The term ‘patriarchy’ has been passed off as a mindless rhetoric by one too many who have been offended by the implications of its existence. So, what does it mean? Patriarchy is a social system that upholds masculinity or heterosexual men over other genders. It is more than a conjecture that got popular recently because of feminists who want to “ravish the world for themselves,” as they say. It is the reason why our mothers and grandmothers had to live out their dreams in the silence of their homes. One might say that gender equality and opportunities have watered down the patriarchy, that once used to be obnoxiously shoved into the faces of the people it oppressed, but is that the case?
The word, ‘patriarchy’, means the rule of the father, which in most of our cases, is not too far from our realities. It is this unseen, invisible backdrop that ties you to another woman who is being abused at home, to the women we gratuitously put up black and white pictures for a few days ago, or even to celebrities who receive more attention for what they wear than who they are. It is structural, and forms the edifice of our culture, laws, and societies. It may be pointed out that it is unfair to club the layers of inequality and oppression under one banner and blame everything on patriarchy. But then is it not true that it is in fact men, who stand to gain from all of them?
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While trying to rectify the colossal impact patriarchy has on our everyday lives, we should never forget the oppression faced by men in any manner due to it, and for all the genders it is important to immediately tackle it. Let’s look at the pervasive rape culture in our country. Thousands of cases of rape are reported in the country (emphasis on ‘reported’) and not all of them lead to convictions. Besides how grotesque the act itself is, our cultural leaning towards identifying why the survivor would have been subjected to it is apathetic. What could possibly absolve someone of ruthlessly assaulting an individual?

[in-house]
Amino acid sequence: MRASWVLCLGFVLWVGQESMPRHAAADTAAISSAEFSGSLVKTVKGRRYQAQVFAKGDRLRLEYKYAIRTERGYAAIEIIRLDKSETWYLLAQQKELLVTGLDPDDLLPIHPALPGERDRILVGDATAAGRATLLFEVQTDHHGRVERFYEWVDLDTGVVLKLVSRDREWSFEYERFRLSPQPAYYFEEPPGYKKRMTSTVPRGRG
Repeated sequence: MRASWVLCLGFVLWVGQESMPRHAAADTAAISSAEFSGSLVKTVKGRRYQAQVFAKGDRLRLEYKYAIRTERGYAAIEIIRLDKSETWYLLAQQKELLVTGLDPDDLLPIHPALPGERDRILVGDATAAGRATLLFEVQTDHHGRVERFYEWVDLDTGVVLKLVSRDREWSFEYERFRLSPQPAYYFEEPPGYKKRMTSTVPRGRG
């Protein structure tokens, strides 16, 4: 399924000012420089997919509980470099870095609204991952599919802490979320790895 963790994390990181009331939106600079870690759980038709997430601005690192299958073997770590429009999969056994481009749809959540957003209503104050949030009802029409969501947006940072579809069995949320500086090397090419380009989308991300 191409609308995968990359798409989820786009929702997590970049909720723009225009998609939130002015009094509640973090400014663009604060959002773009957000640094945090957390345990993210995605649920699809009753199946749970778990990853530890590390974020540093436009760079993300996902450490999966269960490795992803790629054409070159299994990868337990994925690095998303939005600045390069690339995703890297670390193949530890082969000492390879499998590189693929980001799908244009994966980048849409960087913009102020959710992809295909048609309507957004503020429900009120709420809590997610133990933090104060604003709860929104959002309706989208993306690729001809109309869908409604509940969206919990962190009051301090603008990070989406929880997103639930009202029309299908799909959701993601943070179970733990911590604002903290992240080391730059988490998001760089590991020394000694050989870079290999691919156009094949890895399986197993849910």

Female foeticide, child marriage, the Transgender Persons Act, 2019 all points towards a strategic, gendered, negation of voices. Patriarchy is not an abstract concept. It drives our lives. It is why you struggle for equal pay and respect and clutch your purse while walking alone at night, scared for your life. A friend who is a doctor who worked in rural Bihar once wrote about the women she meets every day at work. One day, she met a woman who was pregnant for the eighth time after having several abortions and had one girl child. She visited the hospital after going to pandits, witch doctors and several clinics. Her husband has chosen another bride for himself lest she didn’t give him a boy. She lost the child. Another day, she joked to a patient about how she looked too young to be wearing a sari. She replied that she was 13 and was a sixth-grader. The girl had her schooling cut short and was married off. She added that the next time she would see her, she would probably be pregnant.
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While it may seem like a tangible problem, patriarchy is much more. It is seen, unseen and elusive and we unknowingly participate in it till we learn what it means to be complicit. It is not a hysterical cry for attention by feminists. It is not an attack on men and most definitely, it is not just men who can perpetuate it. To quote Bell Hooks, “patriarchy has no gender”, but it does push women to servitude and teach men to suppress how they feel.
The views expressed are the author’s own.